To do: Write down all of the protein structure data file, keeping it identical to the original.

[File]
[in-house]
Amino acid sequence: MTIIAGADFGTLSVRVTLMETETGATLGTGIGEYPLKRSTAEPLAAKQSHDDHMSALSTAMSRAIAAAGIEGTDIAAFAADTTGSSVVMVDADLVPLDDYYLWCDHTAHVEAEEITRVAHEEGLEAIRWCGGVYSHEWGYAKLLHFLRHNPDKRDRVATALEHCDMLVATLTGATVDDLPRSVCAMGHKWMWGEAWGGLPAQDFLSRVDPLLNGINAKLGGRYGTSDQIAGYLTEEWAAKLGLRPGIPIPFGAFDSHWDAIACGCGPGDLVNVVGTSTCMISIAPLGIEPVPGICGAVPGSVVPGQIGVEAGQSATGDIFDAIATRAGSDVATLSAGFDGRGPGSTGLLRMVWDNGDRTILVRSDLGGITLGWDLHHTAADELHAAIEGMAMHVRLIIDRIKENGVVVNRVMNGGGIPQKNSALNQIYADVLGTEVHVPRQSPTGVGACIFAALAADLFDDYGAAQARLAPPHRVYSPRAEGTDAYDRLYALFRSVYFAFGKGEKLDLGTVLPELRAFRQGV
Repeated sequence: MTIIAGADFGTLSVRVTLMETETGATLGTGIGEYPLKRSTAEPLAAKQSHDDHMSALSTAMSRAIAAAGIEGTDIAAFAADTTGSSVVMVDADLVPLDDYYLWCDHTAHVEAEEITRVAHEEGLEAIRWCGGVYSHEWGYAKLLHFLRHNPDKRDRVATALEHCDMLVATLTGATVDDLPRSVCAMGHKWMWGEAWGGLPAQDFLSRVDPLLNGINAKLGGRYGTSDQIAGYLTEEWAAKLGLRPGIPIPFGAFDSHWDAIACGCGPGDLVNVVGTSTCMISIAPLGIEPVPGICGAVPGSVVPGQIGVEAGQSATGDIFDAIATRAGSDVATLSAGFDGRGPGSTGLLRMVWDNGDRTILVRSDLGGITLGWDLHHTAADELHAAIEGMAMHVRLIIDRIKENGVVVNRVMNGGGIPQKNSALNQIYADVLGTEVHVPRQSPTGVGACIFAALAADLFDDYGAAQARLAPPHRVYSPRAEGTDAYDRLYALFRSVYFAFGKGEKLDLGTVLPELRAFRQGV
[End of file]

[in-house]
Amino acid sequence: MTIIAGADFGTLSVRVTLMETETGATLGTGIGEYPLKRSTAEPLAAKQSHDDHMSALSTAMSRAIAAAGIEGTDIAAFAADTTGSSVVMVDADLVPLDDYYLWCDHTAHVEAEEITRVAHEEGLEAIRWCGGVYSHEWGYAKLLHFLRHNPDKRDRVATALEHCDMLVATLTGATVDDLPRSVCAMGHKWMWGEAWGGLPAQDFLSRVDPLLNGINAKLGGRYGTSDQIAGYLTEEWAAKLGLRPGIPIPFGAFDSHWDAIACGCGPGDLVNVVGTSTCMISIAPLGIEPVPGICGAVPGSVVPGQIGVEAGQSATGDIFDAIATRAGSDVATLSAGFDGRGPGSTGLLRMVWDNGDRTILVRSDLGGITLGWDLHHTAADELHAAIEGMAMHVRLIIDRIKENGVVVNRVMNGGGIPQKNSALNQIYADVLGTEVHVPRQSPTGVGACIFAALAADLFDDYGAAQARLAPPHRVYSPRAEGTDAYDRLYALFRSVYFAFGKGEKLDLGTVLPELRAFRQGV
Repeated sequence: MTIIAGADFGTLSVRVTLMETETGATLGTGIGEYPLKRSTAEPLAAKQSHDDHMSALSTAMSRAIAAAGIEGTDIAAFAADTTGSSVVMVDADLVPLDDYYLWCDHTAHVEAEEITRVAHEEGLEAIRWCGGVYSHEWGYAKLLHFLRHNPDKRDRVATALEHCDMLVATLTGATVDDLPRSVCAMGHKWMWGEAWGGLPAQDFLSRVDPLLNGINAKLGGRYGTSDQIAGYLTEEWAAKLGLRPGIPIPFGAFDSHWDAIACGCGPGDLVNVVGTSTCMISIAPLGIEPVPGICGAVPGSVVPGQIGVEAGQSATGDIFDAIATRAGSDVATLSAGFDGRGPGSTGLLRMVWDNGDRTILVRSDLGGITLGWDLHHTAADELHAAIEGMAMHVRLIIDRIKENGVVVNRVMNGGGIPQKNSALNQIYADVLGTEVHVPRQSPTGVGACIFAALAADLFDDYGAAQARLAPPHRVYSPRAEGTDAYDRLYALFRSVYFAFGKGEKLDLGTVLPELRAFRQGV